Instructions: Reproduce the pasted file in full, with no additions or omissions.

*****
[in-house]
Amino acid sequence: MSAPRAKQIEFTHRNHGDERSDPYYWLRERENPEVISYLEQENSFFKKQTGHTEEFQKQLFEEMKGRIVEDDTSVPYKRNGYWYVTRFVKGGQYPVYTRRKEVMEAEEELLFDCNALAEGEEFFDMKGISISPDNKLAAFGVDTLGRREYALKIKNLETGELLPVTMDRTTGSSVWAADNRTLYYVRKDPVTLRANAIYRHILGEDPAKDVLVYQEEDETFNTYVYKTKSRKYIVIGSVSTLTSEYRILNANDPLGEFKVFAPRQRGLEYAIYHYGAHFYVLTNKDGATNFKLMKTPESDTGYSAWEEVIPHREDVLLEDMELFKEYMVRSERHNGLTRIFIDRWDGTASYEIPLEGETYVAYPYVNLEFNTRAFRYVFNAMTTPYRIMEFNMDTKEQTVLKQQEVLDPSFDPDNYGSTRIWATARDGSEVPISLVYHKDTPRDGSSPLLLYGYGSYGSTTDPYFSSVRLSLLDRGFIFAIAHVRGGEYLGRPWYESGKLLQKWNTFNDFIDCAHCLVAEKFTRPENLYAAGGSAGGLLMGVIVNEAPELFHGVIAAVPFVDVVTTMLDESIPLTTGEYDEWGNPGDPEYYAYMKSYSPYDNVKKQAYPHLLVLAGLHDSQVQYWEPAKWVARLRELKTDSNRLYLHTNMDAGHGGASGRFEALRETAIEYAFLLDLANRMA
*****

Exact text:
[in-house]
Amino acid sequence: MSAPRAKQIEFTHRNHGDERSDPYYWLRERENPEVISYLEQENSFFKKQTGHTEEFQKQLFEEMKGRIVEDDTSVPYKRNGYWYVTRFVKGGQYPVYTRRKEVMEAEEELLFDCNALAEGEEFFDMKGISISPDNKLAAFGVDTLGRREYALKIKNLETGELLPVTMDRTTGSSVWAADNRTLYYVRKDPVTLRANAIYRHILGEDPAKDVLVYQEEDETFNTYVYKTKSRKYIVIGSVSTLTSEYRILNANDPLGEFKVFAPRQRGLEYAIYHYGAHFYVLTNKDGATNFKLMKTPESDTGYSAWEEVIPHREDVLLEDMELFKEYMVRSERHNGLTRIFIDRWDGTASYEIPLEGETYVAYPYVNLEFNTRAFRYVFNAMTTPYRIMEFNMDTKEQTVLKQQEVLDPSFDPDNYGSTRIWATARDGSEVPISLVYHKDTPRDGSSPLLLYGYGSYGSTTDPYFSSVRLSLLDRGFIFAIAHVRGGEYLGRPWYESGKLLQKWNTFNDFIDCAHCLVAEKFTRPENLYAAGGSAGGLLMGVIVNEAPELFHGVIAAVPFVDVVTTMLDESIPLTTGEYDEWGNPGDPEYYAYMKSYSPYDNVKKQAYPHLLVLAGLHDSQVQYWEPAKWVARLRELKTDSNRLYLHTNMDAGHGGASGRFEALRETAIEYAFLLDLANRMA